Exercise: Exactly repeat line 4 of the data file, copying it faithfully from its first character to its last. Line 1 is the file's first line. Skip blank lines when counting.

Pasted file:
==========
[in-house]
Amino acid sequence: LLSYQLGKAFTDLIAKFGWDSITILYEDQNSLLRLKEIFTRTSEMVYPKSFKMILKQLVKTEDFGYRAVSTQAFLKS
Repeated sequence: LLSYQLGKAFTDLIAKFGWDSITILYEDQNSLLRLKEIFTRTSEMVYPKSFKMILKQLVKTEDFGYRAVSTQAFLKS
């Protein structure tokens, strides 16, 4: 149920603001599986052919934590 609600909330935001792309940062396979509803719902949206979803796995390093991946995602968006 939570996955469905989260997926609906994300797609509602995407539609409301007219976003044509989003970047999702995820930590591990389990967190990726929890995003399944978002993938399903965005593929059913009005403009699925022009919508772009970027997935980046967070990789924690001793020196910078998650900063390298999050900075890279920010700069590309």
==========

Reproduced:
């Protein structure tokens, strides 16, 4: 149920603001599986052919934590 609600909330935001792309940062396979509803719902949206979803796995390093991946995602968006 939570996955469905989260997926609906994300797609509602995407539609409301007219976003044509989003970047999702995820930590591990389990967190990726929890995003399944978002993938399903965005593929059913009005403009699925022009919508772009970027997935980046967070990789924690001793020196910078998650900063390298999050900075890279920010700069590309």